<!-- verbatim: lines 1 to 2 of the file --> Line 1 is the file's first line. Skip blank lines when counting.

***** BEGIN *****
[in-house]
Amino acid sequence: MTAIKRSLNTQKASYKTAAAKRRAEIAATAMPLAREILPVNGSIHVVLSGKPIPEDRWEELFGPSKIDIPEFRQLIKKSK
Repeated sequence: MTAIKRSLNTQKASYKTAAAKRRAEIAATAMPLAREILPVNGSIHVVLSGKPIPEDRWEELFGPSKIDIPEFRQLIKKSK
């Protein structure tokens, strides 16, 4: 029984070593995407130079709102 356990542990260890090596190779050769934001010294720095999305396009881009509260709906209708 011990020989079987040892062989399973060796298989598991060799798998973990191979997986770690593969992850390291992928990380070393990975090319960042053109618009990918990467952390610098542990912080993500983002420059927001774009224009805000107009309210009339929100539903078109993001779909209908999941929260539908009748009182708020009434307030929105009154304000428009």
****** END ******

[in-house]
Amino acid sequence: MTAIKRSLNTQKASYKTAAAKRRAEIAATAMPLAREILPVNGSIHVVLSGKPIPEDRWEELFGPSKIDIPEFRQLIKKSK